According to a statement from Western United Dairymen CEO, Anja Raudabaugh, California’s Air Resources Board wants to regulate animal methane emissions even though it admits there is no known method for achieving the the type of reduction sought by SB 1383.

cowbackpacksMaybe like this?

In Climate Change remedy tools

both Kerry and Jerry are fools.

Do away with methane,

no more fart? That’s insane.

Enteric digestion still rules.

112815_cow_digestion_730_free

More terror worse than ISIS. First HFC’s, then Methane. Obama, Kerry, Sanders, Clinton full of delusion. A Limerick.

The air in the air Londonderry

is terror, says charlatan Kerry.

HFC’s must depart,

next we go for the fart:

Desist! No more dairy in Derry!

From European Commission Global Methane Reduction Actions
Methane emissions vary considerably by sector with the agriculture sector accounting for 50% of the total emissions. The development of the top six sources of anthropogenic methane emissions between 1990 and 2010 in the EU are shown below and demonstrate the success of the EU and national efforts.
While agriculture and waste are accounting for 81 % of total EU methane emissions fugitive emissions from the energy sector are below
the global figures and account for 19 %. Oil &Gas and coal exploration are a minor source and are expected to decline over the next decades.
Meanwhile back in North America: The time is right for a continental approach to methane reductions. June 2016, President Peña Nieto, President Obama and Prime Minister Trudeau met in Ottawa for the North American Leaders’ Summit (NALS), and energy and environment issues were ripe topic for trilateral cooperation.

After all, it was North American action at NALS that catalyzed global action on hydrofluorocarbons (HFCs), another dangerous greenhouse gas, when the three countries proposed a joint amendment to the Montreal protocol in 2009. Similarly, cooperative action on methane at the next NALS would further solidify the countries’ climate leadership and could catalyze global action. Without question, Mexico joining the United States and Canada methane reduction goal of 40-45% is the largest climate commitment NALS can deliver.

 

Cut Methane 40-45%? Climate hysteria gone crazy. A Limerick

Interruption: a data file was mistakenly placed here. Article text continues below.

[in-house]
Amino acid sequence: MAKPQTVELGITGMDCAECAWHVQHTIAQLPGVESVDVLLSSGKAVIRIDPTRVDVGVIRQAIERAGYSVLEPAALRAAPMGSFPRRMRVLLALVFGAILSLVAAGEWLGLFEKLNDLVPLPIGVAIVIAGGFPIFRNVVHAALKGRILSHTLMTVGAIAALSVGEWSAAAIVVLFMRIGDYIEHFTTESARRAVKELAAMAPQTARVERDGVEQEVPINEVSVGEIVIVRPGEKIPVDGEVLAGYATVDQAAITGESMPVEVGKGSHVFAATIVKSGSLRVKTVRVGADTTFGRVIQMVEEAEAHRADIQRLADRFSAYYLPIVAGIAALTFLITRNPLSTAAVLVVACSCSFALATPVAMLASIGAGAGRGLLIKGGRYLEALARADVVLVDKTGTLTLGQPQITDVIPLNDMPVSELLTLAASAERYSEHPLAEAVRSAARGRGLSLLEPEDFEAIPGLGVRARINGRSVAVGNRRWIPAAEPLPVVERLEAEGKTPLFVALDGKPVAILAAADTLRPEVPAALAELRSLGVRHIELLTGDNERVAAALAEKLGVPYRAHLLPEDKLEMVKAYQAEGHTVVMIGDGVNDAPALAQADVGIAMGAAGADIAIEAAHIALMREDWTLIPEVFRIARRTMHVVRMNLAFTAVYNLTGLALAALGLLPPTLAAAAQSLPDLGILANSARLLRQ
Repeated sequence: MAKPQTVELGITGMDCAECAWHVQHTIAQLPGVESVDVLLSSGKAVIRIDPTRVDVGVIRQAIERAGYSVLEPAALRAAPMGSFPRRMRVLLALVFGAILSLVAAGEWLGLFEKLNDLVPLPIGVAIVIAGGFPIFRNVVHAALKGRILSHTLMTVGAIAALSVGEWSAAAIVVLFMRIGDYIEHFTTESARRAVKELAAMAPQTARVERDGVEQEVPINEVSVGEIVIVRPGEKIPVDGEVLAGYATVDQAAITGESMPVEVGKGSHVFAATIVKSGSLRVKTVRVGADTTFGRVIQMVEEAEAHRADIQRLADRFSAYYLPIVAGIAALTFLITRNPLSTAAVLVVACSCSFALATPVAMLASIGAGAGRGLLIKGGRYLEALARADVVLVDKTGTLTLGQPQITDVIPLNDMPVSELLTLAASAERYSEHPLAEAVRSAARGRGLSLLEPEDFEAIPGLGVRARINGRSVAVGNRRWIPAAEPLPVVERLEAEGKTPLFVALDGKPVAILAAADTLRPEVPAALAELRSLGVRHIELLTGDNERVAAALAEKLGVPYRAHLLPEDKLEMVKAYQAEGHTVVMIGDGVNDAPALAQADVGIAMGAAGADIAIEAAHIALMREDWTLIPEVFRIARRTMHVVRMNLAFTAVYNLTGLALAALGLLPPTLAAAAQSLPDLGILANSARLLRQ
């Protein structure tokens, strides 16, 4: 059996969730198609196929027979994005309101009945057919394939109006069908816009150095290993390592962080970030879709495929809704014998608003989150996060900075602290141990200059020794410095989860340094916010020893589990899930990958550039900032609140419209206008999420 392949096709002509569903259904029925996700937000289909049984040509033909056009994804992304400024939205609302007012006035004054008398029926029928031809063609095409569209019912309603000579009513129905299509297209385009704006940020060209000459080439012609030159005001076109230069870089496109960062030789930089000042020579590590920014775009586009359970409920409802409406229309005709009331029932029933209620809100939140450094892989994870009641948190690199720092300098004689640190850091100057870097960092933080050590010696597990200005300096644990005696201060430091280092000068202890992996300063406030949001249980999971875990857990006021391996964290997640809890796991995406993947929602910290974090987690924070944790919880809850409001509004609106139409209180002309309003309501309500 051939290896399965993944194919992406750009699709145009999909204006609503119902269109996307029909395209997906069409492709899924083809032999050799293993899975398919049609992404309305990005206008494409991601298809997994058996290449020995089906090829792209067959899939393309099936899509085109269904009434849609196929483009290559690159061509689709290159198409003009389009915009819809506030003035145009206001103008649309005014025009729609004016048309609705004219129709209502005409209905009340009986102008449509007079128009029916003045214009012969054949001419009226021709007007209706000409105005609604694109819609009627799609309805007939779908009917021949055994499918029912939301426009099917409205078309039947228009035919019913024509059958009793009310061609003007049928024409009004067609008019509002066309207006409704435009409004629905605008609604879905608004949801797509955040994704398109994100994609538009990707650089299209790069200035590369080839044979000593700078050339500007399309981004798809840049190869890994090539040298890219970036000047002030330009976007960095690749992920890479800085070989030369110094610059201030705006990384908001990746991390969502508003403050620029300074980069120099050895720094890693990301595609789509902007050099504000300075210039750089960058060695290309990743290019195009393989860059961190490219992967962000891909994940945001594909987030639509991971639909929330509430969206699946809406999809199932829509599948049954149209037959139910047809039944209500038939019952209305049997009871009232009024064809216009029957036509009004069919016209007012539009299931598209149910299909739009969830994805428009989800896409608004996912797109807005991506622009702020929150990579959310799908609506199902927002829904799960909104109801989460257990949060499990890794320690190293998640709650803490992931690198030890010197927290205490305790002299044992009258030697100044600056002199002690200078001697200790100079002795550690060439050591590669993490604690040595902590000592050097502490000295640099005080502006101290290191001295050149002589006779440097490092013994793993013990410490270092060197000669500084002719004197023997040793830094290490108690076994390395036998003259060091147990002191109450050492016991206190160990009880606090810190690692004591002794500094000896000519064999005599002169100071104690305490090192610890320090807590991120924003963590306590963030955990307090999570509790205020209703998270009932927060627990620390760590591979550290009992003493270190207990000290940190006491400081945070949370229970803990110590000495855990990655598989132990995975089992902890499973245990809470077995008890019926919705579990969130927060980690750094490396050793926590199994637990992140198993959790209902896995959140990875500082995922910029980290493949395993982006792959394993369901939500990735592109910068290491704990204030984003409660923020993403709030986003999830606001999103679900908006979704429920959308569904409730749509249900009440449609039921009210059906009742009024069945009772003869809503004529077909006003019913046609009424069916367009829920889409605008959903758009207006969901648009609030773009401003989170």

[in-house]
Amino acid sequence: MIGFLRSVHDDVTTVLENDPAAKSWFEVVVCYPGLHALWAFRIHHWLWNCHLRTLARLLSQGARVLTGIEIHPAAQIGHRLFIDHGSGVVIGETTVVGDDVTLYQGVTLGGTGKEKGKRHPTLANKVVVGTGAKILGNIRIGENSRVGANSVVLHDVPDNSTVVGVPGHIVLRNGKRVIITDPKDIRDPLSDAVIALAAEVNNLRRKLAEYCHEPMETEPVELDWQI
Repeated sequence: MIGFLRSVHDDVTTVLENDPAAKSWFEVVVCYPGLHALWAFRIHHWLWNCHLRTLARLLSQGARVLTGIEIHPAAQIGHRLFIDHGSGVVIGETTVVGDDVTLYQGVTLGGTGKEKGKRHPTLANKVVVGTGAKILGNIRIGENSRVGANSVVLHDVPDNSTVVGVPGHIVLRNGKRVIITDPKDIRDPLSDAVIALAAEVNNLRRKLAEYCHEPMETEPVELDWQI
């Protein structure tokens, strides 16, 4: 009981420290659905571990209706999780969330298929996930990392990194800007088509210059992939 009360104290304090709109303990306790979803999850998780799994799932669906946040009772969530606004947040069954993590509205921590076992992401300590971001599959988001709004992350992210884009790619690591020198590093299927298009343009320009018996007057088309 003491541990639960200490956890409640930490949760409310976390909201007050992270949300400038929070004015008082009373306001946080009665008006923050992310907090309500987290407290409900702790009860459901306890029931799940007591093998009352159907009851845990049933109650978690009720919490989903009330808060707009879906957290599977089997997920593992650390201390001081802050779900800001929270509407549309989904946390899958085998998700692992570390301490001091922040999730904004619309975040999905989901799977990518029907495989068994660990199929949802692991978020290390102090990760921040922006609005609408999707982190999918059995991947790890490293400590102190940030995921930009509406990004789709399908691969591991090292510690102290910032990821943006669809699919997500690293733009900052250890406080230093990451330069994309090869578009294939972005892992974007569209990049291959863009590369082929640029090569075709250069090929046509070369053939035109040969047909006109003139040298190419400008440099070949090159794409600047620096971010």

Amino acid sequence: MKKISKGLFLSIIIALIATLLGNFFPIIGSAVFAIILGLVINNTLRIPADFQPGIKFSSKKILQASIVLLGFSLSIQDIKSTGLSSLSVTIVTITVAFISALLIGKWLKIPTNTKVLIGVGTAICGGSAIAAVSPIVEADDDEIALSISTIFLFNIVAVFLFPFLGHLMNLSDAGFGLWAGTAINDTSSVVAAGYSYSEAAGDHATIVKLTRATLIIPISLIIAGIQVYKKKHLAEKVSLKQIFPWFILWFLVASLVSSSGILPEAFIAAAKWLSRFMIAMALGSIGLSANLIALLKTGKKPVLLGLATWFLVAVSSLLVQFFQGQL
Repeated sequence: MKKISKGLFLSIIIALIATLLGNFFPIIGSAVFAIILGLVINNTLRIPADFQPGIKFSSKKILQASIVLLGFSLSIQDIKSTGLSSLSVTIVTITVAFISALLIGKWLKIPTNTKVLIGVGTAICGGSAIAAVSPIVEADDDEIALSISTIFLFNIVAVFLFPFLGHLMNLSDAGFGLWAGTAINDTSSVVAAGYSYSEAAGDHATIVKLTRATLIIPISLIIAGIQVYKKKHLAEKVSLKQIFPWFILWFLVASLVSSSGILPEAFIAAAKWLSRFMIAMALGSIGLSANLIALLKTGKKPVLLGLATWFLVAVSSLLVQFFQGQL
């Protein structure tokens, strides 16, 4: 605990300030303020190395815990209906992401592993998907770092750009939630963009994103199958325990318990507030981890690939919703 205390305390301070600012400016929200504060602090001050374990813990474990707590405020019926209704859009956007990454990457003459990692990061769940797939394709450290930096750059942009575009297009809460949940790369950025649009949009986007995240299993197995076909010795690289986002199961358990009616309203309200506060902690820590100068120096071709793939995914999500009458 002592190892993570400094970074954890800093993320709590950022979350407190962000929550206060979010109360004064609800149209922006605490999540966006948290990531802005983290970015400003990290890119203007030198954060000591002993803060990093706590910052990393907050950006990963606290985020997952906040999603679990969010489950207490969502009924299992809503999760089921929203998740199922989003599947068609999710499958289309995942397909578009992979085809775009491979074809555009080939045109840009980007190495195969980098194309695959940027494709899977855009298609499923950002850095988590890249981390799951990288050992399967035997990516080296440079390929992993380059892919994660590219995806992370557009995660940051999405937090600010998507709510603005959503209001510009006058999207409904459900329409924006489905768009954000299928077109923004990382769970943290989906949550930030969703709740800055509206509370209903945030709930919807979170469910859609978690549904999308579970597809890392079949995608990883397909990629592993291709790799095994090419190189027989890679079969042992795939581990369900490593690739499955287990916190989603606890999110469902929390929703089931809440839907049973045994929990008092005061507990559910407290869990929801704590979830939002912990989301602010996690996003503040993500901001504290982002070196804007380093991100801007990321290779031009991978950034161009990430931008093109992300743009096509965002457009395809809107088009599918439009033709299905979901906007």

cowbackpacksA Message that EPA sent.

Cut Methane by 40%.

No more rice, no more beef,

no more milk, no more cheese.

And yet, it will not make a dent.

What is the EPA belching out now?

Let us go over the main contributors to Methane gas generation. methane_sources

The biggest contributor to Methane generation worldwide is Rice paddies, with about 20%. Of this U.S.A. has 1.2% of the worldwide rice production, so if we eliminate domestic rice production we will reduce the our Methane budget by a quarter of one percent, assuming people switch to potatoes and pasta.

Next, also about 20% of the Methane generation are wetlands. These swamps are most cherished by environmentalists, since they are spawning grounds for all kinds of life. No one seriously wants to drain all swamps anymore, so no cuts there.

Third, with about 12% are Ruminants, Methane belching from cows and people eating beans. We could make a dent in this methane production if people totally switched their diet. Maybe a fart-tax would price beef and dairy products out of the market? Don’t forget bean-tax!

Fourth is termites with about 8%. No, Orkin would not be able to handle this. Besides, Orkin uses strong poisons.

Fifth, also about 8% is Biomass burning. Our country is already doing much better than the rest of the world. Much of this burning is sticks and straws and cow-chips for the third world dinner fire.

Sixth is landfills , also about 8%. The largest landfills are already being fitted with methane recovery pipes, which is good. We may recover yet another couple of percent of the Methane budget.

Seventh is coal mining, contributes about 8% world-wide. Obama has promised to obliterate coal mining in the U.S. Unfortunately for him China is consuming over half of the world’s coal, so even if we did away with all coal mining, that would reduce the world-wide Methane budget by less than 2%.

Eighth is gas production, about 8%. The U.S. petroleum industry already burns off the methane, converting it to CO2,  or recovers it as fuel. Not so worldwide. There can be improvements there, but not more than 2% of the worldwide budget.

Next is Methane wells in the ocean bottom and algae blooms in waters over fertilized by nitrates. This is probably under-estimated at 5%. U.S. has done great strides in for example the Chesapeake Bay, but more can be done. We could possibly gain 1% in the Methane budget from ocean cleanup.

The result? No way can we reduce Methane output by 40 – 45% unless we totally change our standard of living, our eating habits and our life-style.